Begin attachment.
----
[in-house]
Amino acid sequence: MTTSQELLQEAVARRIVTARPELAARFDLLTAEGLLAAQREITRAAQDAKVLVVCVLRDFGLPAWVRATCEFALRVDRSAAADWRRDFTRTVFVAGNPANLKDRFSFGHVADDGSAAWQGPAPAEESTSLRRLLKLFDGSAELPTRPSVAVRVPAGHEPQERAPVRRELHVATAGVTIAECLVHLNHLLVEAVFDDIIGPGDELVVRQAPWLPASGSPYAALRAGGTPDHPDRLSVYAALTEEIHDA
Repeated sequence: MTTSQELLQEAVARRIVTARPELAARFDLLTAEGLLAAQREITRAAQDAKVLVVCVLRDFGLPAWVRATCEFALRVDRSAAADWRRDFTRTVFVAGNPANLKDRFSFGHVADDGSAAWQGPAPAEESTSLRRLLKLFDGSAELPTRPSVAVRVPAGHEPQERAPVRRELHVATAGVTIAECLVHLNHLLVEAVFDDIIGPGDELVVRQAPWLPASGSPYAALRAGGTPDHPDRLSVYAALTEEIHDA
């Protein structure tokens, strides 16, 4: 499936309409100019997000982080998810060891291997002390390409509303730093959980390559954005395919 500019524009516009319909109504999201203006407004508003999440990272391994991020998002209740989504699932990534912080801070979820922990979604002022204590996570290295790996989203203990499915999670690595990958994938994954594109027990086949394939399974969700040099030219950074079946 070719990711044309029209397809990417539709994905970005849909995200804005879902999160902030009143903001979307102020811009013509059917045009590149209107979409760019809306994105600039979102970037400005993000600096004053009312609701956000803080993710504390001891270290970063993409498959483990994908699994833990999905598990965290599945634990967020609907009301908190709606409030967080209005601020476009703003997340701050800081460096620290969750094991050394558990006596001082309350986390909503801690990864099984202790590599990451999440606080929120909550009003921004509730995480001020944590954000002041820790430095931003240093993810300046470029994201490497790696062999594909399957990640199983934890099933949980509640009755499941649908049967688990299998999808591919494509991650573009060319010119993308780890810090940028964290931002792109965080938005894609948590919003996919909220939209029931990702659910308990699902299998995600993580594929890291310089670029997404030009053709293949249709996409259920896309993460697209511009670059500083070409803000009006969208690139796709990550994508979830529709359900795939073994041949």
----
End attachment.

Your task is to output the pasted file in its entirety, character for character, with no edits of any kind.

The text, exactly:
[in-house]
Amino acid sequence: MTTSQELLQEAVARRIVTARPELAARFDLLTAEGLLAAQREITRAAQDAKVLVVCVLRDFGLPAWVRATCEFALRVDRSAAADWRRDFTRTVFVAGNPANLKDRFSFGHVADDGSAAWQGPAPAEESTSLRRLLKLFDGSAELPTRPSVAVRVPAGHEPQERAPVRRELHVATAGVTIAECLVHLNHLLVEAVFDDIIGPGDELVVRQAPWLPASGSPYAALRAGGTPDHPDRLSVYAALTEEIHDA
Repeated sequence: MTTSQELLQEAVARRIVTARPELAARFDLLTAEGLLAAQREITRAAQDAKVLVVCVLRDFGLPAWVRATCEFALRVDRSAAADWRRDFTRTVFVAGNPANLKDRFSFGHVADDGSAAWQGPAPAEESTSLRRLLKLFDGSAELPTRPSVAVRVPAGHEPQERAPVRRELHVATAGVTIAECLVHLNHLLVEAVFDDIIGPGDELVVRQAPWLPASGSPYAALRAGGTPDHPDRLSVYAALTEEIHDA
């Protein structure tokens, strides 16, 4: 499936309409100019997000982080998810060891291997002390390409509303730093959980390559954005395919 500019524009516009319909109504999201203006407004508003999440990272391994991020998002209740989504699932990534912080801070979820922990979604002022204590996570290295790996989203203990499915999670690595990958994938994954594109027990086949394939399974969700040099030219950074079946 070719990711044309029209397809990417539709994905970005849909995200804005879902999160902030009143903001979307102020811009013509059917045009590149209107979409760019809306994105600039979102970037400005993000600096004053009312609701956000803080993710504390001891270290970063993409498959483990994908699994833990999905598990965290599945634990967020609907009301908190709606409030967080209005601020476009703003997340701050800081460096620290969750094991050394558990006596001082309350986390909503801690990864099984202790590599990451999440606080929120909550009003921004509730995480001020944590954000002041820790430095931003240093993810300046470029994201490497790696062999594909399957990640199983934890099933949980509640009755499941649908049967688990299998999808591919494509991650573009060319010119993308780890810090940028964290931002792109965080938005894609948590919003996919909220939209029931990702659910308990699902299998995600993580594929890291310089670029997404030009053709293949249709996409259920896309993460697209511009670059500083070409803000009006969208690139796709990550994508979830529709359900795939073994041949």